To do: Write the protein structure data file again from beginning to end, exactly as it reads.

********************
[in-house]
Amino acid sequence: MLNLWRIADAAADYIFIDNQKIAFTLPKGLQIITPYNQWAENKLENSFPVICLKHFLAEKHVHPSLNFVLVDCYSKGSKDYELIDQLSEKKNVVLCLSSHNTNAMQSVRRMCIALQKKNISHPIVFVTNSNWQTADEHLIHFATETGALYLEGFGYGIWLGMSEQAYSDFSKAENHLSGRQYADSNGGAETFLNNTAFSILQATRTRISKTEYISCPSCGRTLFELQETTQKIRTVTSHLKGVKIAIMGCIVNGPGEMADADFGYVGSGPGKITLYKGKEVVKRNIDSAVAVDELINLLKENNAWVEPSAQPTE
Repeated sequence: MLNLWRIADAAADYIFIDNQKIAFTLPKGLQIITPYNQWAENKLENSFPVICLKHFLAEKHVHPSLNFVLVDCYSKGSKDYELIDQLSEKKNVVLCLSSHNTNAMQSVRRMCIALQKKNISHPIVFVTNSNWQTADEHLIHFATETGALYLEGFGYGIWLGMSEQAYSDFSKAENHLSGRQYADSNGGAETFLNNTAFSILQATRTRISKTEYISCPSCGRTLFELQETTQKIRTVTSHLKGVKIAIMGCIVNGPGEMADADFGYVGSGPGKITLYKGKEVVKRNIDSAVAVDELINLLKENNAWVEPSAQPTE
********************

[in-house]
Amino acid sequence: MLNLWRIADAAADYIFIDNQKIAFTLPKGLQIITPYNQWAENKLENSFPVICLKHFLAEKHVHPSLNFVLVDCYSKGSKDYELIDQLSEKKNVVLCLSSHNTNAMQSVRRMCIALQKKNISHPIVFVTNSNWQTADEHLIHFATETGALYLEGFGYGIWLGMSEQAYSDFSKAENHLSGRQYADSNGGAETFLNNTAFSILQATRTRISKTEYISCPSCGRTLFELQETTQKIRTVTSHLKGVKIAIMGCIVNGPGEMADADFGYVGSGPGKITLYKGKEVVKRNIDSAVAVDELINLLKENNAWVEPSAQPTE
Repeated sequence: MLNLWRIADAAADYIFIDNQKIAFTLPKGLQIITPYNQWAENKLENSFPVICLKHFLAEKHVHPSLNFVLVDCYSKGSKDYELIDQLSEKKNVVLCLSSHNTNAMQSVRRMCIALQKKNISHPIVFVTNSNWQTADEHLIHFATETGALYLEGFGYGIWLGMSEQAYSDFSKAENHLSGRQYADSNGGAETFLNNTAFSILQATRTRISKTEYISCPSCGRTLFELQETTQKIRTVTSHLKGVKIAIMGCIVNGPGEMADADFGYVGSGPGKITLYKGKEVVKRNIDSAVAVDELINLLKENNAWVEPSAQPTE